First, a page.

top of page

Homodeus - Review

Updated: Nov 6, 2019

Homodeus: This book is packed full of so many ideas. If you're interested in the future of our planet, buy this book! I read this while writing my latest novel, Sentient, a science fiction story set in the year 2120. Futurism fascinates me. That's why I write speculative fiction. Harare's book ignites with potential futures we may face, some exhilarating, some terrifying. If you were like me and missed the massive hype that surrounded this book a few years ago, pick it up. It is illuminating, challenging and always interesting.

Yuval Noah Harare's book, Homodeus creatively takes on the challenge all futurists face - the uncertainty of the future. Harare clearly states the magnitude of that difficulty, given the rapid pace that technology is moving, but he bravely tackles the task. A major premise is that human nature will be transformed by Google-like information networks so powerful, human intelligence will be uncoupled from consciousness. Even today, vast data processing networks are beginning to know our feelings better than we know ourselves. This can only accelerate as technology continues to rapidly advance. He suggests evidence that the human capacity to re-shape their environment is all around. War, famine and disease have fallen into retreat, as a result of our ability to effectively communicate in networks.

As this capability grows exponentially through processes such as machine learning, the fundamental of what it means to be human will be challenged. Harare postulates that homosapiens could be coming to the end of their remarkable evolutionary reign. Modern human belief systems such as liberalism and democracy will give way to a new frontier where lifespans are extended by the power of technology. A new belief will evolve where early adopters, a small priestly caste of seers, could gain access to the ultimate source of knowledge, leading to a new belief system - dataism.

This brave new world will pose new threats and challenges to the human race. For example, what will humans do in a world where they increasingly become irrelevant? Harare likens it to the same situation animals faced in a human dominated world. Will superior, highly intelligent robots treat us with similar violent indifference?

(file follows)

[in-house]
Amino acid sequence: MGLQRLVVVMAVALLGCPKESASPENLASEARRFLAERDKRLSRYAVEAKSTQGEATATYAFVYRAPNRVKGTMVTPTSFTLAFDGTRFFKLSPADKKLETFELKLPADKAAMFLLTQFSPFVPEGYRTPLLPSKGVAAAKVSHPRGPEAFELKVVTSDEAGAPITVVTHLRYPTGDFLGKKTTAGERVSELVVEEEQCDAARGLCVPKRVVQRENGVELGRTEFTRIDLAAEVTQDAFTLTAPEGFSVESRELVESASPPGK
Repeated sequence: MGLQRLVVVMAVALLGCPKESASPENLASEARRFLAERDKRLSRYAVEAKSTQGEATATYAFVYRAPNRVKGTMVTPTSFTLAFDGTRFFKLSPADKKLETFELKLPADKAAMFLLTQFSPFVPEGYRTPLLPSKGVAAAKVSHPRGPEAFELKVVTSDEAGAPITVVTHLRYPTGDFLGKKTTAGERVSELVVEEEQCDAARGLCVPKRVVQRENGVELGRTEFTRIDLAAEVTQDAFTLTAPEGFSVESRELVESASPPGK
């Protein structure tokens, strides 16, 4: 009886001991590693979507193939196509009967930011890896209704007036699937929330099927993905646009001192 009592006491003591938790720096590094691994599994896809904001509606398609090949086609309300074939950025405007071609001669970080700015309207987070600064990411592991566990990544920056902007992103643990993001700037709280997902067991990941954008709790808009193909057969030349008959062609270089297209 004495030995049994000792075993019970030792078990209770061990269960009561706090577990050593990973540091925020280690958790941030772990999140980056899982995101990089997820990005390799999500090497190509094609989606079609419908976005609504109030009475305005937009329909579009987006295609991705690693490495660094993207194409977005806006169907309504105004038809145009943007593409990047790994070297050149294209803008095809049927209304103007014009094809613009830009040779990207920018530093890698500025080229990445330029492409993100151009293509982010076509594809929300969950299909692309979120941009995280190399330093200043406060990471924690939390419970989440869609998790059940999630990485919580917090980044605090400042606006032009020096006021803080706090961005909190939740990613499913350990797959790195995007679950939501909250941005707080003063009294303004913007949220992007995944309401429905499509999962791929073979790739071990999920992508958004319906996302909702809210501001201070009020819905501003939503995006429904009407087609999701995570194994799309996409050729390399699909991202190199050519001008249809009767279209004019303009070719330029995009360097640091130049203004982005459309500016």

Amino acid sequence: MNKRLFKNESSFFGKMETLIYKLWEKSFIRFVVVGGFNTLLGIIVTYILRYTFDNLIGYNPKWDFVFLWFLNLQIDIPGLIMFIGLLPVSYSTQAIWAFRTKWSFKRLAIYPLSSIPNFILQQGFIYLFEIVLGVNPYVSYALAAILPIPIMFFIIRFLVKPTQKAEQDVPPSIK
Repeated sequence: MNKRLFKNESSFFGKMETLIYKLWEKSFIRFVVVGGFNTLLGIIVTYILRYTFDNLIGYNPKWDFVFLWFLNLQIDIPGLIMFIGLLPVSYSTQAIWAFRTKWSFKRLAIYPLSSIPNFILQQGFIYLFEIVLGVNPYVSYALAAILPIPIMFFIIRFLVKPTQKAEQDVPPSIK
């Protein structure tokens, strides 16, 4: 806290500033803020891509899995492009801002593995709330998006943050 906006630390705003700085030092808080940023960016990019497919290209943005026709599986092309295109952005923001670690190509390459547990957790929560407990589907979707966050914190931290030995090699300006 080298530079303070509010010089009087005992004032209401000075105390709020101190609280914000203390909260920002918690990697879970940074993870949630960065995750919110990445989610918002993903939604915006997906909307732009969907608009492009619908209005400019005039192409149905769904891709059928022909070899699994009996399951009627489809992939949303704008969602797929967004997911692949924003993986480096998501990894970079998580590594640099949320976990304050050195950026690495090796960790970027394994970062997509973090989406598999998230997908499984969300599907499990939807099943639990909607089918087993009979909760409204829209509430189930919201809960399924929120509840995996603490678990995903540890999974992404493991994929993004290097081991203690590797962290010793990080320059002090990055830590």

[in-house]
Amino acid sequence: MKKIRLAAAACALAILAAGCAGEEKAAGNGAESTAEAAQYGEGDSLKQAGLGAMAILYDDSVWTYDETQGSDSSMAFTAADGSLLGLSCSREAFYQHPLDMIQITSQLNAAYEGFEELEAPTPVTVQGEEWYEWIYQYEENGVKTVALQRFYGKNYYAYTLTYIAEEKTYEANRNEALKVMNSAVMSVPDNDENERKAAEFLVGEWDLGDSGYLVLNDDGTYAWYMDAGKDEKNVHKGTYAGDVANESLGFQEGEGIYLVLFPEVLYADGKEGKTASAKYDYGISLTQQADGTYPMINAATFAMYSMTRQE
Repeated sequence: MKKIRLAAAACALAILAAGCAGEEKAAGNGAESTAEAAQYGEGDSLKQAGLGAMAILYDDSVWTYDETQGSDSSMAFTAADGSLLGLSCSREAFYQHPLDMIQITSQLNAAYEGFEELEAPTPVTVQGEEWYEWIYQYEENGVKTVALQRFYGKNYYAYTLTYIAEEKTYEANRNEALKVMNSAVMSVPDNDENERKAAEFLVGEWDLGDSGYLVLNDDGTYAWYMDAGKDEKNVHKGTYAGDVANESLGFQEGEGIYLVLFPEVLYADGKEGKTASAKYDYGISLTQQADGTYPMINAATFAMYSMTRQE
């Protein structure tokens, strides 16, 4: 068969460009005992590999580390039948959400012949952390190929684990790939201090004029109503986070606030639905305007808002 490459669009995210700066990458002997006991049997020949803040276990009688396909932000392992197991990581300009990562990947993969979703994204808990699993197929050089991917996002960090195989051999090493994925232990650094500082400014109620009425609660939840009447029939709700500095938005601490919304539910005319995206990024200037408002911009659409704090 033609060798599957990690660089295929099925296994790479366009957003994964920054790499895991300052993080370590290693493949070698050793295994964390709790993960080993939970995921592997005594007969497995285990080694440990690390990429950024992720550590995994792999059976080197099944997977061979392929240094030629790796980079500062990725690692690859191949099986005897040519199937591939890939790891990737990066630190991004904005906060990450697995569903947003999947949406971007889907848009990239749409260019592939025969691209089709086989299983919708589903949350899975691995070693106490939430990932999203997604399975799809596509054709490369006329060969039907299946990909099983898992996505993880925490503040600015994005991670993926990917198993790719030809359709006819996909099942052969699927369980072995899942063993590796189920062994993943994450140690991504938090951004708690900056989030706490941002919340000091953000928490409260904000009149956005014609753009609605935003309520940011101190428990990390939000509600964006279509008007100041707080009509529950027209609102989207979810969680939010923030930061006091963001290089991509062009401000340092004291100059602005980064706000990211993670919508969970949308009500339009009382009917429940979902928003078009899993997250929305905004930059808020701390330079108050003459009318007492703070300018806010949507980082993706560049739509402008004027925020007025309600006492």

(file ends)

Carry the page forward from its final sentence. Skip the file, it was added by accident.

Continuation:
Harare's work always fascinates and it certainly influenced how I 'world built' the society in my new novel, Sentient, set a hundred years into the future.

The Earth in 2120 has undergone rapid transformation as governments grapple with the effects of climate change. The population has peaked at ten billion, but it consists of an equal mix of humans and post-humans (castes and biots). World governance has been willingly handed to AI super intelligence four decades earlier in order to avoid an ecological disaster. Rapid re-optimisation of resources lead to the development of super-cities around the globe. Where the human population declined, the caste (humans with major technological implants) population grew rapidly to be equal in number to humans. Together with biots (genetically engineered robots), they become the new elites in a world increasingly uncoupling its human consciousness to machines.

Super corporations hold power in a world where networks of data become the new currency. States and religions are now artifices of the past, giving way to 'dataism'. Increasingly, power resides with the new industrial elites, whereas humans are assigned to the restoration and revitalisation of the world's natural environment. Human's increasingly form splinter groups, defending the cause of returning the Earth to pre-industrial natural levels. Whereas castes oppose them, seeking to accelerate technological change, the furtherance of unnatural selection toward 'cosmic man' and the re-allocation of resources toward inter-solar and intergalactic exploration and colonisation.


bottom of page